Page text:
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Morning Brief: LA's Homeless Encampments, Mask Or No Mask, And Visiting A Botanical Garden

(Chava Sanchez
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Good morning, L.A. It’s May 14.

Homeless encampments in L.A. have recently become a flashpoint in the ongoing — and escalating — housing crisis. Most recently, law enforcement faced off with protesters and residents at Echo Park, from which an unhoused community was evicted in March.

Prior to that, the L.A. City Council was considering a so-called anti-camping motion, which would have criminalized homeless encampments.

And yesterday saw a new volley in an ongoing judicial standoff between a judge and local governments.

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Now, a new report suggests that clearing encampments may be ineffective and harmful — a point long argued by activists.

Nichole Fiore, a senior associate for the consultancy Abt Associates and co-author of the report, spoke to my colleague A Martínez about her research. Fiore explained that in many American cities, governments forcefully clear encampments, shut down the area, and offer former residents support in connecting to social services.

But, she said, that strategy frequently fails.

“Although this is the dominant strategy,” she noted, “outreach workers in at least one city [say it] exacerbates the challenges of moving residents to shelters or permanent housing.”

Plus, it’s expensive. Fiore and her team found that the cost of evicting unhoused communities ranged from $3,393,000 in Houston to $8,557,000 in San Jose, and that most of that money came from those cities’ budgets.

On top of that, many residents of encampments simply prefer them to shelters.

“Shortcomings in shelter policies, a sense of community and safety within encampments, and a desire for autonomy contribute to some people’s preferences for encampments over shelters,” Fiore said.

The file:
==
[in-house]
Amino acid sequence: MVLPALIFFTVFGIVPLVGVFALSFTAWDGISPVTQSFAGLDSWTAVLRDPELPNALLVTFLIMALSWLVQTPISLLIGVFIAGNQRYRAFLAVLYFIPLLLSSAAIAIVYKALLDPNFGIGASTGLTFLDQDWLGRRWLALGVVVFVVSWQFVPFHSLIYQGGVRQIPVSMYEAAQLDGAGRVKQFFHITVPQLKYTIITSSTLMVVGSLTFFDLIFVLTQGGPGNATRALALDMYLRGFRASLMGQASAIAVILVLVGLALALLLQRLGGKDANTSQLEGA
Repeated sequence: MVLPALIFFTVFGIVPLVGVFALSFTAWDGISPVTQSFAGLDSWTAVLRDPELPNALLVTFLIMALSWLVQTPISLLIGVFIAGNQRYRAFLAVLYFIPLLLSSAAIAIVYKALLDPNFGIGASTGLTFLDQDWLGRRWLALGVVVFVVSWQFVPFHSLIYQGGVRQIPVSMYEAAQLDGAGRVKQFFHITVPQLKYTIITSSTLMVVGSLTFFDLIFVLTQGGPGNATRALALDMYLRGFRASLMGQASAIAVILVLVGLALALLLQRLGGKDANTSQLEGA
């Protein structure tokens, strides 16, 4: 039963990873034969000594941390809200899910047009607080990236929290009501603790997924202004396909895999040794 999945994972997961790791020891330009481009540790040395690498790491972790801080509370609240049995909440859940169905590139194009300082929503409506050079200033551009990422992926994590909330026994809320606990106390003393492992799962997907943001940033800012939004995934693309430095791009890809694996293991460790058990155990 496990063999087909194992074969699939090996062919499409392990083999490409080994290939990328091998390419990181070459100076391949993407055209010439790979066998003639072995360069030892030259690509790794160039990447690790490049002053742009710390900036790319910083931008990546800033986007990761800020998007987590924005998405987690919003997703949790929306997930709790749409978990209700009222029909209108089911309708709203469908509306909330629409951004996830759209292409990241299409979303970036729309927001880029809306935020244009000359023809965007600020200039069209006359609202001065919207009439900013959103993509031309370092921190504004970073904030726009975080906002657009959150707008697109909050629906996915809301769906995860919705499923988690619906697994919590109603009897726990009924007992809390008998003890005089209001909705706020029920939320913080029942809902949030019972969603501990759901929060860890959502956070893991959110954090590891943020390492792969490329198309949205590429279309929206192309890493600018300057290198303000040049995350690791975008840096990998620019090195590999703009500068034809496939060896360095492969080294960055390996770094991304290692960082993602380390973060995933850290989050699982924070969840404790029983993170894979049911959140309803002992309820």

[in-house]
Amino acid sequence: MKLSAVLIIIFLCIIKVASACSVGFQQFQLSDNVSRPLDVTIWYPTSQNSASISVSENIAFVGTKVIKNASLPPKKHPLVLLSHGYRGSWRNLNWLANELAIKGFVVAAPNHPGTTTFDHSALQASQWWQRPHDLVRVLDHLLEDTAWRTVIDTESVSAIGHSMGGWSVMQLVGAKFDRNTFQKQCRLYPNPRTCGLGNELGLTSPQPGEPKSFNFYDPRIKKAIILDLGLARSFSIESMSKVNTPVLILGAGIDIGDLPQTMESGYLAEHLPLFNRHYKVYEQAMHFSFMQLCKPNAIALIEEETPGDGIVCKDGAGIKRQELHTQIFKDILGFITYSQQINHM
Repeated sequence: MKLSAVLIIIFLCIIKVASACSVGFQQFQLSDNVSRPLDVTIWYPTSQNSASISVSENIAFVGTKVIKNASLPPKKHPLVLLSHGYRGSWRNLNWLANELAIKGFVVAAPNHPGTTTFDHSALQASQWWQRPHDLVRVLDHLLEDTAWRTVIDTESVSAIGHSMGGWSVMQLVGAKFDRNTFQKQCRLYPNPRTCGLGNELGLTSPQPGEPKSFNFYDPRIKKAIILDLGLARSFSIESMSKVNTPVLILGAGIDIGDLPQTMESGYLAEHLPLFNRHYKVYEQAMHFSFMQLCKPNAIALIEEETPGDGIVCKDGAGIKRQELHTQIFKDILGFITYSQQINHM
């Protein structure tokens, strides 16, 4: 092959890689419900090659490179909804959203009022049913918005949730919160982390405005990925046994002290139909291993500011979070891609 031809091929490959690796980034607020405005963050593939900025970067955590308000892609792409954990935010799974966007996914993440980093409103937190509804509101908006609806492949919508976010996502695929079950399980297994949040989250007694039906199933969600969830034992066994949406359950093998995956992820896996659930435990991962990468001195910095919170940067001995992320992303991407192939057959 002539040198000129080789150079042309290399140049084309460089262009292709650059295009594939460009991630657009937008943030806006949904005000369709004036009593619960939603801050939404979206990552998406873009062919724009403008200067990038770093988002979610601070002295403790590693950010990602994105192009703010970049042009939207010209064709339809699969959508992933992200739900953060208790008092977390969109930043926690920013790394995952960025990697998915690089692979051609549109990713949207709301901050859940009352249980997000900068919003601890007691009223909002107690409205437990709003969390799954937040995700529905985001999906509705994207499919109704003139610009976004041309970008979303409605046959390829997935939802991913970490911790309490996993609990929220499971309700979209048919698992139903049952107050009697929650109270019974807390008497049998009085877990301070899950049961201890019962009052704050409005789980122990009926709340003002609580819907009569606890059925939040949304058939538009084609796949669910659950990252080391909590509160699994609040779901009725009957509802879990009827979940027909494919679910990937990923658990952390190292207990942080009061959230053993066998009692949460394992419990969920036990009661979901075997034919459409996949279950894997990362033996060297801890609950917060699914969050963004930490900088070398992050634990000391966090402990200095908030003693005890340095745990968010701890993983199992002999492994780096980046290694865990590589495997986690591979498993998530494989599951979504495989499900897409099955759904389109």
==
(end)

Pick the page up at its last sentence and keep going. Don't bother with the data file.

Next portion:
How this research will be implemented, especially in a place with a housing crisis as severe as Los Angeles', remains to be seen.

Keep reading for more on what’s happening in L.A., and stay safe out there.

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What Else You Need To Know Today

Weekend Reads

There's a lot going on in the world right now, and it’s hard enough to keep up with our day-to-day lives, let alone to stay current on the news. But if you have some time this weekend, here’s what you may have missed:

This 24-year-old TikTok star is giving back to street vendors during the pandemic. (LAist)

A new boutique in Boyle Heights teaches teens how to be entrepreneurs. (Boyle Heights Beat)

An upcoming episode of the Cartoon Network’s Teen Titans Go! skewers the hipsters of Silver Lake. (The Eastsider)

The school year isn’t going to get any longer. Here’s why. (LAist)

Dodger dogs are now coming from a new vendor — but don’t worry, it’s still in Vernon. (LAist)

Al fresco dining might be here to stay. (LAist)

Taco eating competitions are no joke; here’s how to prepare for one, if you’re so inclined. (L.A. Taco)

Tres leches recipes are as varied as the chefs who make them, and there are plenty of options in L.A. (LAist)

Before You Go ... This Weekend's Outdoor Pick: South Coast Botanic Garden

Photo of the South Coast Botanic Gardens
LAist Featured Photos pool on Flickr)

Located on the Palos Verdes Peninsula, the South Coast Botanic Garden’s first major planting took place 60 years ago. Since then, the collection has grown to more than 200,000 plants. In addition to the flora and fauna of the area, check out the SOAR Tropical Butterflies exhibition, as well as the Garden’s monthly Dog Walking Day on Sunday.

Or, you could: Laugh as comics share stories of their worst summers ever. Watch kids throw elbows at a junior roller derby expo. Shop for snazzy crafted goods or Hollywood collectibles. Check out Ai Wei Wei’s latest exhibition — in person. Listen to love notes in the park. Attend a virtual bug fair. Eat jägerschnitzel, Gumbalaya, taquitos and pastrami tostadas. And more.

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